When the hierarchy of the National Association of Basketball Coaches met recently to discuss whether the NCAA should overturn the graduate transfer rule, they held their discussions in private. Oh, you bet they did. They issued no press releases regarding their talks. Of course they did not.
How, really, would even the most skilled public relations strategist have spun this?
How does one explain that the coaches — as a group — are campaigning to NCAA president Mark Emmert against a rule that emphasizes education, that rewards the successful pursuit of a degree, that reinforces the value of senior athletes?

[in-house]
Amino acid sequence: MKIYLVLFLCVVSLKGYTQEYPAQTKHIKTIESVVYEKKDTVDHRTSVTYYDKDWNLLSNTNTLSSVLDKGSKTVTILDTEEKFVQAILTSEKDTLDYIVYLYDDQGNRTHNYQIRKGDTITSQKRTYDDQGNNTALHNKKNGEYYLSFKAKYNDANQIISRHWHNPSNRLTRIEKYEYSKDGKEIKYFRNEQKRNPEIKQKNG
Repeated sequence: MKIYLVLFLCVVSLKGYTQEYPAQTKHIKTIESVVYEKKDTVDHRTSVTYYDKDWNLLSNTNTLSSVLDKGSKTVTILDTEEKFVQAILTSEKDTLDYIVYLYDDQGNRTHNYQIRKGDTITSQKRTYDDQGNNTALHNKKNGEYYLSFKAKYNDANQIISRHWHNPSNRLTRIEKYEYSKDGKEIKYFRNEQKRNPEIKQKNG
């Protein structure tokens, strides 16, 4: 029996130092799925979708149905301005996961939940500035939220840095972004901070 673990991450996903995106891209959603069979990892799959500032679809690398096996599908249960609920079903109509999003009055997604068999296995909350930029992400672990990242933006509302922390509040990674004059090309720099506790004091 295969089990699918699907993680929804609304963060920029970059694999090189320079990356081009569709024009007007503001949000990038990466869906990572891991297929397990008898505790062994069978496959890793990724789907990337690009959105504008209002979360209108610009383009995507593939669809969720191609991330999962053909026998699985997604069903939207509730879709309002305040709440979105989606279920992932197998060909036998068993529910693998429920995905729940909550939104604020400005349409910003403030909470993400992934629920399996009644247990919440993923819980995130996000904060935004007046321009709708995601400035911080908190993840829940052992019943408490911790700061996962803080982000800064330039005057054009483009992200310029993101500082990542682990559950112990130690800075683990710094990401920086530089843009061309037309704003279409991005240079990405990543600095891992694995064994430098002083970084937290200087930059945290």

All that is at work in the graduate transfer exception. To qualify to be immediately eligible upon transferring schools, the “student-athlete” must complete degree work at his current institution and then pursue an advanced degree at his new school.
The weird thing about the coaches making such a big deal about this is it doesn’t come up all that often. Guard Mark Lyons leaving Xavier for Arizona certainly is significant, and Julius Mays could help Kentucky after averaging 14.1 points for Wright State last season. There are few such headlines surrounding this issue, however.